(AP) -- Conservatives accounted for around 4 in 5 voters Saturday as Nevada Republicans chose their presidential candidates, a poll of people entering the caucuses showed, tying Iowa as the most conservative group of GOP voters so far this year.
Around 3 in 4 Nevada voters said they were tea party supporters, according to preliminary results of the survey. That was the highest proportion of the five states that have now held their GOP presidential contests.
One in 4 voters Saturday was Mormon, the religion of one of the contenders, former Massachusetts Gov. Mitt Romney. That was about the same proportion as in the state's 2008 contest.
Just over half said the economy was the dominant issue as they decided which candidate to support. Surprisingly, that was a bit below the proportion who named the economy in the most recent states to vote - New Hampshire, South Carolina and Florida - even though Nevada's near 13 percent jobless rate in December was the nation's highest.
Even so, the economy has been voters' top issue in every state so far, even as data continues to show it is slowly regaining some strength. The No. 2 issue in Nevada was the federal budget deficit, cited by 1 in 3.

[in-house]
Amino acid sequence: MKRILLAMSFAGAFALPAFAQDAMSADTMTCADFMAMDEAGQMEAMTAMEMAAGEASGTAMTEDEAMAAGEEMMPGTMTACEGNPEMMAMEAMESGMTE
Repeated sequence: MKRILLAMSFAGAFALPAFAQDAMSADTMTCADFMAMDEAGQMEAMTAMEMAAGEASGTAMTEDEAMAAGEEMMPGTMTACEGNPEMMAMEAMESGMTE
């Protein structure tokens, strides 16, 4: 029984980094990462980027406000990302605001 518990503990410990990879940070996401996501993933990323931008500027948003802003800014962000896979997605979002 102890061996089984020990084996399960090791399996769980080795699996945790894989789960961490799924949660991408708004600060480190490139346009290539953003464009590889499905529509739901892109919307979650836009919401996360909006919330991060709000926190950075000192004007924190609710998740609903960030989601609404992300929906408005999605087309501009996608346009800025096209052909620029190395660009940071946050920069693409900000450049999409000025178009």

Given a choice of four qualities they were seeking in a candidate, more than 4 in 10 said they wanted someone who could defeat President Barack Obama in this fall's elections. That has been the leading characteristic cited in every state.
One in five said they wanted a candidate with strong moral character, while slightly less were seeking a real conservative or someone with the proper experience.
About 4 in 10 said campaign advertising played an important role in deciding which candidate to back. Romney spent around $371,000 for television commercials in Nevada, followed closely by Texas Rep. Ron Paul.
Former Pennsylvania Sen. Rick Santorum spent around $12,000 while former House Speaker Newt Gingrich, who has been Romney's chief competitor nationally, did not advertise at all, reflecting his sparse operation in the state.
About 1 in 4 voters were evangelical or born-again Christians.
The survey was conducted for AP and the television networks by Edison Research as voters arrived at 25 randomly selected caucus sites in Nevada. The survey involved interviews with 1,553 caucus-goers and had a margin of sampling error of plus or minus 4 percentage points.